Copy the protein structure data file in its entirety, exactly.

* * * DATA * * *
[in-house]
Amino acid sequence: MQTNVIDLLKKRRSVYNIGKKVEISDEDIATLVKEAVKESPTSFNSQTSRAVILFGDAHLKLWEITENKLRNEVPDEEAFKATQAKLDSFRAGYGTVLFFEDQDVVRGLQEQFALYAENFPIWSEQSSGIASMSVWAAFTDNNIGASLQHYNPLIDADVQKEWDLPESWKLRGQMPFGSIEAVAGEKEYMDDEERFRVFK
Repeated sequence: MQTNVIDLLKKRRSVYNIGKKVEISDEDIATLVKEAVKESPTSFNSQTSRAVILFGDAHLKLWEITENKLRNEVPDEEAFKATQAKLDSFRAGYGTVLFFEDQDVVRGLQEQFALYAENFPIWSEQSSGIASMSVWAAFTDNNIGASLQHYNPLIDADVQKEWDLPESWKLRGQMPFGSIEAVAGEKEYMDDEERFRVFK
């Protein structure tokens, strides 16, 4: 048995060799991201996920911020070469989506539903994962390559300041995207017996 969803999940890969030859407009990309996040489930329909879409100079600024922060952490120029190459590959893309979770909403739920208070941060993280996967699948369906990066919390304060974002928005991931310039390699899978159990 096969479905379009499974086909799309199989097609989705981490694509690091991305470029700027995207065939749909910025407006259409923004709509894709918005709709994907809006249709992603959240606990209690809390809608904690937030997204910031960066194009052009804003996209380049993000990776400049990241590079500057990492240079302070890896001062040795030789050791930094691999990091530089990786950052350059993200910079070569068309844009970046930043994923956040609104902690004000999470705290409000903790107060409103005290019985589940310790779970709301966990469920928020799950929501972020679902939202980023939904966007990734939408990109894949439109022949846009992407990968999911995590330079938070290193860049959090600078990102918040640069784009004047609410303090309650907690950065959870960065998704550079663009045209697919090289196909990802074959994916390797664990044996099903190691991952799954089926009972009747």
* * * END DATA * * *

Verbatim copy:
[in-house]
Amino acid sequence: MQTNVIDLLKKRRSVYNIGKKVEISDEDIATLVKEAVKESPTSFNSQTSRAVILFGDAHLKLWEITENKLRNEVPDEEAFKATQAKLDSFRAGYGTVLFFEDQDVVRGLQEQFALYAENFPIWSEQSSGIASMSVWAAFTDNNIGASLQHYNPLIDADVQKEWDLPESWKLRGQMPFGSIEAVAGEKEYMDDEERFRVFK
Repeated sequence: MQTNVIDLLKKRRSVYNIGKKVEISDEDIATLVKEAVKESPTSFNSQTSRAVILFGDAHLKLWEITENKLRNEVPDEEAFKATQAKLDSFRAGYGTVLFFEDQDVVRGLQEQFALYAENFPIWSEQSSGIASMSVWAAFTDNNIGASLQHYNPLIDADVQKEWDLPESWKLRGQMPFGSIEAVAGEKEYMDDEERFRVFK
């Protein structure tokens, strides 16, 4: 048995060799991201996920911020070469989506539903994962390559300041995207017996 969803999940890969030859407009990309996040489930329909879409100079600024922060952490120029190459590959893309979770909403739920208070941060993280996967699948369906990066919390304060974002928005991931310039390699899978159990 096969479905379009499974086909799309199989097609989705981490694509690091991305470029700027995207065939749909910025407006259409923004709509894709918005709709994907809006249709992603959240606990209690809390809608904690937030997204910031960066194009052009804003996209380049993000990776400049990241590079500057990492240079302070890896001062040795030789050791930094691999990091530089990786950052350059993200910079070569068309844009970046930043994923956040609104902690004000999470705290409000903790107060409103005290019985589940310790779970709301966990469920928020799950929501972020679902939202980023939904966007990734939408990109894949439109022949846009992407990968999911995590330079938070290193860049959090600078990102918040640069784009004047609410303090309650907690950065959870960065998704550079663009045209697919090289196909990802074959994916390797664990044996099903190691991952799954089926009972009747």